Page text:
Happy Lunar New Year!
Today’s post is close to my heart. Lunar New Year is a holiday that is one of my favorites because it revolves around food. This post will not be your regular recipe post like we usually do, but it is about celebrating one of my favorite holidays: Lunar New Year. I have a few suggestions on celebrating and what you can do to support the AAPI community.
What is Lunar New Year?
Lunar New Year is one of the most important celebrations of the year among East and Southeast Asian cultures, including Chinese, Vietnamese, and Korean communities. In 2022, Lunar New Year begins on February 1 and lasts multiple days of the Gregorian Calendar year. It’s the year of the Tiger!
What are some ways to honor and celebrate this holiday?
There are many ways to celebrate because it’s week-long and celebrations can last up to 16 days! It’s essential to do some of your digging about cultural appreciation vs. appropriation; you feel me? Since you follow Asian women that run a food and drink blog and celebrating, you probably don’t have that problem. Still, I urge you to explore and follow your curiosity around learning about other cultures anyway because it’s super fun and exciting, and the world could use more of that. Onward!
Chinese cuisine is VAST and delicious. While I’m culturally Laotion, my family descends from a particular group that immigrated from China to Laos and shared customs, traditions, and best of all, food. Each family has its practices, but certain foods are eaten during this time that symbolizes embodying good fortune throughout the coming year, like:
- Fish for increased prosperity. Typically it’s prepared whole, steamed, and loaded with fresh herbs and veggies. My mouth is watering just thinking about it.
- Dumplings for wealth. Come on; they are little purses filled with goodness! Supposedly their round, half-moon shapes are fashioned after Chinese silver ingots. They say the more you eat during the holiday, the more wealth you’ll acquire. BRB, I’m going to go stuff myself with money, I mean dumplings.
- Fried spring rolls are for wealth. These delicious babies look like gold bars and taste like 1 million bucks. My brother says that if you don’t like eggrolls, then you’re a monster. Don’t be a monster on Lunar New Year. Eat some rolls, babe.
- Nian Gao or Glutinous Rice Cake is for a higher income or position. This sweet treat is going to land you your new promotion, and its main ingredients are sticky rice, sugar, chestnuts, Chinese dates, and lotus leaves.
- Tangyuan or Sweet Rice balls are for family togetherness. These are usually eaten during the Lantern Festival and South China’s spring celebrations.
- Longevity noodles are for…you guessed it…longevity. The length of the noodles and the uncut process of making them symbolize a wish for long life. These are my favorite because you all know I love noodles! Along with dumplings, some families have made their longevity noodles.
- Good Fortune Fruit for fullness and wealth. Pomelos and other citrus-like tangerines and oranges are considered good fortune fruit. They’re round, complete, and golden!
Give Money to Children!
I have fond memories of receiving a lucky red envelope from my elders for special occasions. It was their way of blessing us with good fortune and transferring good luck. Learn more about this tradition here.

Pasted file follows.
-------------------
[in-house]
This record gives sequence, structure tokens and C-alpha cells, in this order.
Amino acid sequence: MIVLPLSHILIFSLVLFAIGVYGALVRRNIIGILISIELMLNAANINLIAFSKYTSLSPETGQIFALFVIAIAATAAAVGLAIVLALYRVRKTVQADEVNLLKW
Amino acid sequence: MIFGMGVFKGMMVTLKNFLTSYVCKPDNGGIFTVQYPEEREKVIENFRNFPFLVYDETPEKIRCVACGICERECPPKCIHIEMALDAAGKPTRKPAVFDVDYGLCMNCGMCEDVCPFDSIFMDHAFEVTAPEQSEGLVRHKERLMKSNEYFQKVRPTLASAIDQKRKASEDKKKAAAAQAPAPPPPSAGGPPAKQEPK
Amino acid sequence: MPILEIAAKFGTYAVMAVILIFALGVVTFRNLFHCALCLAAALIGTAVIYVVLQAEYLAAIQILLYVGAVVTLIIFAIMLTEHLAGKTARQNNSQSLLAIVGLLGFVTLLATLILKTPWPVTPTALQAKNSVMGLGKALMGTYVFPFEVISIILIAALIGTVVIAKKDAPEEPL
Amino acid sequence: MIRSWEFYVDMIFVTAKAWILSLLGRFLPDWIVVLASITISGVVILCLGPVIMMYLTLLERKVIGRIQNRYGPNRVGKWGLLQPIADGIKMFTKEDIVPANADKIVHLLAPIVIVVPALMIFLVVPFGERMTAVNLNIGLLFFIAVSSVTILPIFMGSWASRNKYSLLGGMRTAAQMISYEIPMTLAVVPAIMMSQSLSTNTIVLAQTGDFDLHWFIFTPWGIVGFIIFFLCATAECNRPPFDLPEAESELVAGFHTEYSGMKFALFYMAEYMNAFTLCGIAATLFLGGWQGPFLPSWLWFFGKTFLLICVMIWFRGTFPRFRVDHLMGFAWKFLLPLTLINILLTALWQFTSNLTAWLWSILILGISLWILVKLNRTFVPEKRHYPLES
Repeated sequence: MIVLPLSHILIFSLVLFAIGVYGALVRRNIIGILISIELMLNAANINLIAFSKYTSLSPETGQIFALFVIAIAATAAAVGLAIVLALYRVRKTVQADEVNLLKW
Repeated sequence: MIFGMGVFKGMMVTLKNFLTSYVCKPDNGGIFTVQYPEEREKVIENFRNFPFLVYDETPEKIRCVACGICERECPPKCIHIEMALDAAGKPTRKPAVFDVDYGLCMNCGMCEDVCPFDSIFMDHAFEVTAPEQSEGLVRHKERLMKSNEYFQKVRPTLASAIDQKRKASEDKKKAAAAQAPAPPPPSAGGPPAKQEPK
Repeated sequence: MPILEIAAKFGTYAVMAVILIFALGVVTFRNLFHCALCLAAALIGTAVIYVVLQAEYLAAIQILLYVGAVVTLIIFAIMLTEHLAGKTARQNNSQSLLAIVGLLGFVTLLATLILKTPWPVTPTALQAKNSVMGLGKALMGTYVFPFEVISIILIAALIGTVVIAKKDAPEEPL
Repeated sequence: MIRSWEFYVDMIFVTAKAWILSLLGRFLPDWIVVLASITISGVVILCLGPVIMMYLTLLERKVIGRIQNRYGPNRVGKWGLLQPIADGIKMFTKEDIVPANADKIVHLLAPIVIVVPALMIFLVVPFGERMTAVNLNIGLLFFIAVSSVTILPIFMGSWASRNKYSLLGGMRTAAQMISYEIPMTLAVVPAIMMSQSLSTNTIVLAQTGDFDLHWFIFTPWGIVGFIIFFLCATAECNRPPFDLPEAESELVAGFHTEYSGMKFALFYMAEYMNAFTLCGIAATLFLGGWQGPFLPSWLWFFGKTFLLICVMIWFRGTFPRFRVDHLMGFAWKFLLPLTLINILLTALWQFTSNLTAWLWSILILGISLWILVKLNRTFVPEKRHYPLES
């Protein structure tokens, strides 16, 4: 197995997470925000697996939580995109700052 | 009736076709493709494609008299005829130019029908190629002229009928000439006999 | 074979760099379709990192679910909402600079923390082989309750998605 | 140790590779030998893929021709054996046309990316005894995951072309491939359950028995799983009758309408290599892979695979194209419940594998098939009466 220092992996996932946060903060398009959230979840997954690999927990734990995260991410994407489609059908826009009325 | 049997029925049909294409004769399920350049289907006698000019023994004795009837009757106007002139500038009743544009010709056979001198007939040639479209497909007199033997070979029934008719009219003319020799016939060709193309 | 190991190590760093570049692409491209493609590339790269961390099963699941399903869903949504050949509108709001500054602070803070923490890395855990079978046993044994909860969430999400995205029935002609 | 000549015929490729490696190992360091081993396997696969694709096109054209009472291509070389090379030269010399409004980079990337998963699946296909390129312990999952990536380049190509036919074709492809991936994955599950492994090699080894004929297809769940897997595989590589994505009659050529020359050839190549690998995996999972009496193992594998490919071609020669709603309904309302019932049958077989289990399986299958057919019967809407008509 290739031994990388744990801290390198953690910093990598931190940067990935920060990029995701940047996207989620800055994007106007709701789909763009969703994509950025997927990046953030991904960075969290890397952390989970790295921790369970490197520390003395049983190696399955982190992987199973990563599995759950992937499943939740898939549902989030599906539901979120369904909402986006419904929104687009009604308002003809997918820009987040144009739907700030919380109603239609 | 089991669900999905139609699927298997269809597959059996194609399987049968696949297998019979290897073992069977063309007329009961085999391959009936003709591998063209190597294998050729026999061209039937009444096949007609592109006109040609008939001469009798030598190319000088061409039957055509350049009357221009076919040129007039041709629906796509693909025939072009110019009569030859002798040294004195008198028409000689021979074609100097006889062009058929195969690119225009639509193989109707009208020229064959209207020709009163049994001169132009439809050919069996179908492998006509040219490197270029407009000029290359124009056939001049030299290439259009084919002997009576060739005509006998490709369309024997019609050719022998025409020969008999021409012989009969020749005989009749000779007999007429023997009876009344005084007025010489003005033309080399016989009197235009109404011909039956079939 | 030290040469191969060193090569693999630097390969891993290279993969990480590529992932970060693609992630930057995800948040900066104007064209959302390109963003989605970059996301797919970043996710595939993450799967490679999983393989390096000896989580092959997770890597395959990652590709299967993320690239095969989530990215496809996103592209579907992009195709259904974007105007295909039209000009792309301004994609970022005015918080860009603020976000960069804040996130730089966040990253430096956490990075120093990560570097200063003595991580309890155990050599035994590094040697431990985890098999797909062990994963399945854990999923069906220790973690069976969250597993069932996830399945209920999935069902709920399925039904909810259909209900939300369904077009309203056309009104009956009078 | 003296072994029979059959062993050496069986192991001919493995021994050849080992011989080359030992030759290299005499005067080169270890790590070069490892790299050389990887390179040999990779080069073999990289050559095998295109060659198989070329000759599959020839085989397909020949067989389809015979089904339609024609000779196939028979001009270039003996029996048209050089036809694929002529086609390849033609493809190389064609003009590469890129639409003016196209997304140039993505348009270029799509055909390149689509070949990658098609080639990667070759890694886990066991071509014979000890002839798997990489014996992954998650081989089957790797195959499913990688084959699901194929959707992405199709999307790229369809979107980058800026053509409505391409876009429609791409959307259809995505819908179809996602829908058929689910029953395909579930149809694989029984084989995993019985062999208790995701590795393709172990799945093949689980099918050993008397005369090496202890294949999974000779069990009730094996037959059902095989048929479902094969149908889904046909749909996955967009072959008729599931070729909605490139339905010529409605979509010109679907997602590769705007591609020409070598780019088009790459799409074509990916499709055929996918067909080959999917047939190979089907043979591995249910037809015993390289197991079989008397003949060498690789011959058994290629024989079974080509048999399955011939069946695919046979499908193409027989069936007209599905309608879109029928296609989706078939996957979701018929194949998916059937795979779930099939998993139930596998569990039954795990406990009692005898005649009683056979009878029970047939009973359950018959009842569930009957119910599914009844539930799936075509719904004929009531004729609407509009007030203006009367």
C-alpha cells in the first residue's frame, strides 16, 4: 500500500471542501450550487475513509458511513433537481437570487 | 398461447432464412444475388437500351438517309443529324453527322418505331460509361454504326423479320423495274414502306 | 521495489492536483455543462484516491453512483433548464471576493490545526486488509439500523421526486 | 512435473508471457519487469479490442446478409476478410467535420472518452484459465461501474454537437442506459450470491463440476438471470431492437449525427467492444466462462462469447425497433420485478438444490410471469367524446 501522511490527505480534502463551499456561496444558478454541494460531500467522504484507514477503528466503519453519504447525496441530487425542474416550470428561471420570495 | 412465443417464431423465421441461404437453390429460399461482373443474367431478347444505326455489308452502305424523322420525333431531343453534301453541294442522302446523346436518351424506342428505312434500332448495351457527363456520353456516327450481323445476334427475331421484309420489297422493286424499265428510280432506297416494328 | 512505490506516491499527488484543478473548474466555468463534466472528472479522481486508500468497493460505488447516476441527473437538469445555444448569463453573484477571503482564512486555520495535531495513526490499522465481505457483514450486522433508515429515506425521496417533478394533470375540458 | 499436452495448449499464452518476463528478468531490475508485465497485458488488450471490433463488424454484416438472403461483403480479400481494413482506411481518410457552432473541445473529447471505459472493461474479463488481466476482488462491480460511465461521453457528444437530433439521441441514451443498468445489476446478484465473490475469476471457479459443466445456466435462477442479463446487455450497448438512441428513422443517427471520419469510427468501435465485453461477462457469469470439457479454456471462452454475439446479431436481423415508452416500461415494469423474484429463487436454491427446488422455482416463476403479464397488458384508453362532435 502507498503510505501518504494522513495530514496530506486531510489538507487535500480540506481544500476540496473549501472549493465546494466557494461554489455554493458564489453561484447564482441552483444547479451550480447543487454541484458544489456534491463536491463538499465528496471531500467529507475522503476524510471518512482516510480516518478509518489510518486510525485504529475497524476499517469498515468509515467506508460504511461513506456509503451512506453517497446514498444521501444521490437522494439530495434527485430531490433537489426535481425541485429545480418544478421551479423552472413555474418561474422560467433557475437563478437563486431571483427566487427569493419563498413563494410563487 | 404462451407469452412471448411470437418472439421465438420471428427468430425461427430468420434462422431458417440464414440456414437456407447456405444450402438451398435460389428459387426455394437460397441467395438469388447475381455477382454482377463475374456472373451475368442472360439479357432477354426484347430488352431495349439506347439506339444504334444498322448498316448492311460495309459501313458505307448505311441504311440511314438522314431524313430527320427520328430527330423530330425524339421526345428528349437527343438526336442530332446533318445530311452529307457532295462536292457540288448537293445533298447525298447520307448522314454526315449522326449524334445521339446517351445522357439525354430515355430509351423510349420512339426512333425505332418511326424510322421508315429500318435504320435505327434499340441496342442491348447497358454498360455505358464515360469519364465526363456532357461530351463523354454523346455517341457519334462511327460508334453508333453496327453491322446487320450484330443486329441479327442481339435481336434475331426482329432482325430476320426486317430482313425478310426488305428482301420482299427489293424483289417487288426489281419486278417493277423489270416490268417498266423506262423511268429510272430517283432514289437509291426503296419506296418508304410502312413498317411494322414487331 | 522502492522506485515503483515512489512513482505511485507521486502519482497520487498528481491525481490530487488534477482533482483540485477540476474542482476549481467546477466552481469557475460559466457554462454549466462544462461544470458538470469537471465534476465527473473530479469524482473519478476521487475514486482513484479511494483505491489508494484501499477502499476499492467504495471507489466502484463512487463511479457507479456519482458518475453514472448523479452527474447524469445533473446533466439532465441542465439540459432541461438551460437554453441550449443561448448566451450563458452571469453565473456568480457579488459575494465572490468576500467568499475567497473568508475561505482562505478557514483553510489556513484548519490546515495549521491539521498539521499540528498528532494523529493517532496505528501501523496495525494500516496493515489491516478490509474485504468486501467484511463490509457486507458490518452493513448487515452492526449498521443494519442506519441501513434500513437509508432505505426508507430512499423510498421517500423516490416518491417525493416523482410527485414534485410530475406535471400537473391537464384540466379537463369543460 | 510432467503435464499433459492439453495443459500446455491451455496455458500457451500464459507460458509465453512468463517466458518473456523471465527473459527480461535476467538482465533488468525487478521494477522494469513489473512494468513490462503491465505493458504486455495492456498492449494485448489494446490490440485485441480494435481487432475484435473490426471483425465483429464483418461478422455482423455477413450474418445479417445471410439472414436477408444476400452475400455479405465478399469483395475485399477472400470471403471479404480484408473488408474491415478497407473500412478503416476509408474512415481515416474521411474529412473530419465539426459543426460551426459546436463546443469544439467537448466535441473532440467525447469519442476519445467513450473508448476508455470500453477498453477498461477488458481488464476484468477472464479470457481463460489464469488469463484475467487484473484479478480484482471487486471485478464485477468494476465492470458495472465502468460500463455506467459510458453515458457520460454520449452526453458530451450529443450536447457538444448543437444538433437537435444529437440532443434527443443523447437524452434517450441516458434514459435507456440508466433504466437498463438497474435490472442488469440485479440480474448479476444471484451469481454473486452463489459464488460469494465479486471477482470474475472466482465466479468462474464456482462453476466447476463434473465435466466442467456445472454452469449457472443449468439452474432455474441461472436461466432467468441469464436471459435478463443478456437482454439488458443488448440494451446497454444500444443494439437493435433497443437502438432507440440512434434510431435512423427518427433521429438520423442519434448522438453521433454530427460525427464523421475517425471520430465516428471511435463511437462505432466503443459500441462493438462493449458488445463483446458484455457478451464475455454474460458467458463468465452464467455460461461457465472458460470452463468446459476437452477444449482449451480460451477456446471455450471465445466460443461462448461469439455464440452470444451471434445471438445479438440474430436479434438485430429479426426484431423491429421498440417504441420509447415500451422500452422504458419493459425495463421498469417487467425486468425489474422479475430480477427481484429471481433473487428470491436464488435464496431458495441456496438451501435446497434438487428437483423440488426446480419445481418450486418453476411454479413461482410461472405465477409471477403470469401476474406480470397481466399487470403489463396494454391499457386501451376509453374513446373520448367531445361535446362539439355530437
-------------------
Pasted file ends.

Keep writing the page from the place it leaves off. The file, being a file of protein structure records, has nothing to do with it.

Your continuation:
If you didn’t quite settle into your new habits for the year, you could try again starting today. I am also the kind of person who considers their birthday the new year, so don’t feel like you have to be a completely new version of yourself by now! Start small and have fun! There are so many opportunities to get restarted.
Check your horoscope!
Chinese Astrology is a friggin’ whole other ball game if you are into that sort of thing. Spoiler alert: I am! ??♀️. I love going to the Chinese New Year’s Website and checking my zodiac. This is also a great resource to learn more about Lunar New Year.
Enjoy Asian Art.
Find out if your local museum has an Asian art wing or a local garden where you can explore Asian Artistry. We have the wonderful Lan Su Chinese Garden in Portland that hosts its own Chinese New Year celebration. If going in person is hard, some museums have virtual tours and online collections like the Asian Art Museum in San Francisco. You can also enjoy contemporary Asian art and culture at home via streaming! Netflix has a curated collection of New Year content here.
Support AAPI business owners and creators.
Hey, hey, you are already doing so by being on our blog. Please share this post, comment with your traditions or any traditions you want to try and like, and follow us on Instagram. Also, find any local AAPI business owners and creators in your area or lift any on social media today. Here are some of our favorite creators and businesses:
- Fly by Jing
- The Korean Vegan
- Nom Nom Paleo
- A Great list by Kessler Ramirez of AAPI Creators to follow
- A Roundup on Buzzfeed of AAPI Small Businesses
Donate to Stop Asian Hate.
It’s been a scary time for all of us and especially a vulnerable time for the AAPI Community. If you can, check out Stop Asian Hate to donate and learn more about how to help. Your generous heart is worth celebrating.
How will you be celebrating the holiday this year? Tell us in the comments below because we’d love to know about your traditions and what you love about Lunar New Year too!
Happy New Year, babe!